CEO of Lab Testing Company and Marketing Representative Sentenced to Federal Prison in Pain Management Clinic Kickback Scheme
Baltimore, Maryland – Chief U.S. District Judge James K. Bredar sentenced Konstantin Bas, age 41, of Brooklyn, New York, and co-conspirator Mubtagha Shah Syed, age 49, of Jersey City, New Jersey, today to a year and a day, and three months in prison, respectively, each followed by three years of supervised release, for a scheme in which a Maryland pain management practice referred urine specimens to Bas’s testing lab in return for $1.37 million in kickbacks. Chief Judge Bredar also ordered Bas to forfeit $241,600 and to pay a fine of $5,000. Chief Judge Bredar ordered that Syed serve the first three months of his supervised release in home detention with electronic monitoring, and ordered that Syed forfeit $23,400 and pay a fine of $4,000.
The sentences were announced by United States Attorney for the District of Maryland Robert K. Hur; Special Agent in Charge Gordon Johnson of the Federal Bureau of Investigation, Baltimore Field Office; Special Agent in Charge Maureen Dixon, Office of Investigations, Office of Inspector General of the Department of Health and Human Services; Acting Special Agent in Charge Kelly R. Jackson of the Internal Revenue Service - Criminal Investigation, Washington, D.C. Field Office; Special Agent in Charge Robert E. Craig, Jr. of the Defense Criminal Investigative Service - Mid-Atlantic Field Office; and Special Agent in Charge Bret D. Mastronardi, Investigative Operations, U.S. Office of Personnel Management Office of the Inspector General.
According to their plea agreements and other court documents, Bas was the owner and CEO of Accu Reference, a medical testing laboratory with corporate offices in New Jersey. In late 2010 or early 2011, Bas began using Mubtagha Shah Syed to market Accu Reference’s services. In February 2011, Syed had a meeting with Muhammad Ahmad Khan, the chief administrative officer (CAO) of a group of Maryland-based pain management medical clinics that were incorporated as Advanced Pain Management Services but that operated under the name of American Spine Center (APMS/ASC). The clinics were owned and operated by Drs. Atif Malik and Sandeep Sherlekar. APMS/ASC required patients who were prescribed pain relief medications to submit urine samples for testing in order to monitor the levels of pain medication or other narcotics in their bodies.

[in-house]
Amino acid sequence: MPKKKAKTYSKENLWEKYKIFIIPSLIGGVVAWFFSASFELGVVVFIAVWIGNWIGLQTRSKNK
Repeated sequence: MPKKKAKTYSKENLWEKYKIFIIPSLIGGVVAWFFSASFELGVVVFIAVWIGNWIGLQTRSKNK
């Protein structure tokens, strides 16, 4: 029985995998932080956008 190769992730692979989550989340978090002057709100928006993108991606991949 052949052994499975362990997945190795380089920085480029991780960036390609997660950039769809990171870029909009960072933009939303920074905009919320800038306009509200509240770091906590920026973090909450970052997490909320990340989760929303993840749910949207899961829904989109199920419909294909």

During their February 2011 meeting, Syed and Khan discussed the possibility of APMS/ASC referring its patients’ urine toxicology specimens to Accu Reference for testing in return for the payment of kickbacks. Khan discussed the plan with Malik and Sherlekar who assigned Vic Wadhwa, APMS/ASC’s Chief Financial Officer (CFO), to conduct additional discussions concerning the arrangement. Syed arranged for a meeting between Bas and Wadhwa during which they agreed that Accu Reference’s profits from the urine toxicology tests would be equally divided between Accu Reference and APMS/ASC personnel. In addition, Bas agreed to pay Syed a 5% share of the proceeds for his role in putting the transaction together. Unknown to Bas, Wadhwa told Malik and Sherlekar that he and Bas had agreed on a figure of $35 per specimen cup for the kickbacks, which was significantly lower than the amount of the kickbacks Bas would actually be paying under his agreement with Wadhwa. This allowed Wadhwa and Khan to skim off approximately 60% of the kickback payments for themselves. Starting in the spring of 2011, APMS/ASC also referred patients for back braces to another company that Bas operated, in exchange for kickbacks to APMS/ASC.
Each month from April 2011 through July 2012, APMS/ASC referred between 700 and 1,300 patient urine specimens to Accu Reference in return for kickbacks. Accu Reference received approximately $4.4 million in payments from claims submitted to Medicare and private insurers for testing the specimens submitted by APMS. Bas caused his companies to pay kickbacks totaling approximately $1.37 million to Wadhwa and his co-conspirators.
Sandeep Sherlekar, age 52, of Germantown, Maryland, died before his scheduled initial
appearance and arraignment. The charges were dismissed after his death.
Atif Babar Malik, age 48, of Germantown, Maryland, was sentenced to eight years in prison,
followed by three years of supervised release. The sentence was imposed for his trial
conviction on 26 counts arising from the $1.376 million kickbacks scheme and a fraudulent
billing scheme, as well as his guilty plea to a conspiracy to defraud the United States of more
than $2.1 million in taxes. Malik was also ordered to pay a fine of $75,000; to pay restitution
of $175,000; and to forfeit $241,976.
Vic Wadhwa, 41, of Frederick, Maryland, pleaded guilty to violating the Anti-Kickback Act.
Scheduled to be sentenced on September 26, 2018 at 4:00 p.m.
Muhammad Ahmad Khan, age 44, charged with the kickbacks conspiracy and conspiracy to
defraud the United States. He is a fugitive.
United States Attorney Robert K. Hur commended the FBI, the Department of Health and Human Services – OIG, IRS - Criminal Investigation, the Defense Criminal Investigative Service, and the Office of Personnel Management – OIG for their work in the investigation. Mr. Hur also thanked Assistant U.S. Attorneys Jefferson M. Gray and Sean Delaney, who prosecuted the case.